At the heart of his argument is a fundamental objection to the intellectual assumptions of his day concerning the nature of human beings. Consider, first of all, this critique:
"Socialism, like the ancient ideas from which it springs, confuses the distinction between government and society. As a result of this, every time we object to a thing being done by government, the socialists conclude that we object to its being done at all.This confusion between state and society is connected to a view of the human being as "inert," so the the relationship between the intellectual and society is like that "between a potter and clay":
"We disapprove of state education. Then the socialists say that we are opposed to any education. We object to a state religion. Then the socialists say that we want no religion at all. [Ironic from today's perspective, isn't it?] We object to a state-enforced equality. Then they say that we are against equality. And so on, and so on. It is as if the socialists were to accuse us of not wanting persons to eat because we do not want the state to raise grain."
"Present-day writers--especially those of the socialist school of thought--base their various theories upon one common hypothesis: They divide mankind into two parts. People in general--with the exception of the writer himself--from the first group. The writer, all alone, forms the second and most important group. Surely this is the weirdest and most conceited notion that ever entered a human brain!Bastiat's view was quite different. In his view, human productivity and cooperation were tendencies given to us through Providence, and were not the product of the state. Order was achieved through spontaneous forces, which no government had the power to create or control.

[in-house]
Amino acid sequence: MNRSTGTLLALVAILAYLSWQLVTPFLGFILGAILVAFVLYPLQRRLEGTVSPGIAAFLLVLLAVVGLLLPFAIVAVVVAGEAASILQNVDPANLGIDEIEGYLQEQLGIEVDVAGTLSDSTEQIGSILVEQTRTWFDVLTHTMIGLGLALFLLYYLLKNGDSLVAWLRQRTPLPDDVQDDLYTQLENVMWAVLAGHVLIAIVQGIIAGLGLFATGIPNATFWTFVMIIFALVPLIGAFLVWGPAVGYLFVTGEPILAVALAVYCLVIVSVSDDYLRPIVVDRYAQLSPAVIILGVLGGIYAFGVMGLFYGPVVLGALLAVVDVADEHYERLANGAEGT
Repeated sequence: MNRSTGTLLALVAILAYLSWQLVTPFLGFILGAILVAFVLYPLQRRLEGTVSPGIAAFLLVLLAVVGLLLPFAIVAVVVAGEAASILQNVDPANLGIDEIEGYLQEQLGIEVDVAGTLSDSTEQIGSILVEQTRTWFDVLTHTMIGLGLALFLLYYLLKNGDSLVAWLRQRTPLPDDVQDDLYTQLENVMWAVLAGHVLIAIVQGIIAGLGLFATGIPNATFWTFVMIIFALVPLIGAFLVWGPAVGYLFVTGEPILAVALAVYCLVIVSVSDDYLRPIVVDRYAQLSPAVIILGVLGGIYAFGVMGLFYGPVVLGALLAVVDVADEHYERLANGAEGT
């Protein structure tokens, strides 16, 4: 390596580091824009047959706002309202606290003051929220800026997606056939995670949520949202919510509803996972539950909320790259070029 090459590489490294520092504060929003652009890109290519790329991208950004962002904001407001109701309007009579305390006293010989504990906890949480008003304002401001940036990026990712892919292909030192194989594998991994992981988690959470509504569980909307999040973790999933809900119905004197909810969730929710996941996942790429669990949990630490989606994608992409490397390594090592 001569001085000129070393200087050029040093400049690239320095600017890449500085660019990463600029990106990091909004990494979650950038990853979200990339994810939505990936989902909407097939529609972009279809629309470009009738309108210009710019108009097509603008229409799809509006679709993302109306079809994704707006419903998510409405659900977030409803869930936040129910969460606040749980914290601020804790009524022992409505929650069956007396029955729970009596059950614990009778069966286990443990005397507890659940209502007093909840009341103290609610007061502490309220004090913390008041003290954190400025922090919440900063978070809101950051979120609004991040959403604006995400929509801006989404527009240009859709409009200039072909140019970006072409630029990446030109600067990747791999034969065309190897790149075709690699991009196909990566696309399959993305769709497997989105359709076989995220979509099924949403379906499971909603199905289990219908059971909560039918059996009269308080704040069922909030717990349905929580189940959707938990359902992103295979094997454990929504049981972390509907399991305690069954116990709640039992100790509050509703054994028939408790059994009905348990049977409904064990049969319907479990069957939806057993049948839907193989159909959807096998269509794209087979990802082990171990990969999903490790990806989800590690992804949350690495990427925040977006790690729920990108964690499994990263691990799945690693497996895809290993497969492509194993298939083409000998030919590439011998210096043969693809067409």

"In fact, these writers on public affairs begin by supposing that people have within themselves no means of discernment; no motivation to action. The writers assume that people are inert matter, passive particles, motionless atoms, at best a kind of vegetation indifferent to its own manner of existence. They assume that people are susceptible to being shaped--by the will and hand of another person--into an infinite variety of forms, more or less symmetrical, artistic, and perfected."
This essay by Bastiat seems as timely as ever. I do not think the intellectual climate in the West has ever moved toward full acceptance of the idea that society and the state are fundamentally distinct categories. Our political discourse is dominated by the assumption that government "manages" society, and it is taken for granted that we must compete with one another for representation in government if we want our slice of the pie. I challenge everyone to rethink these assumptions, and stop pretending that our modern problems are so very different from the problems faced in centuries past!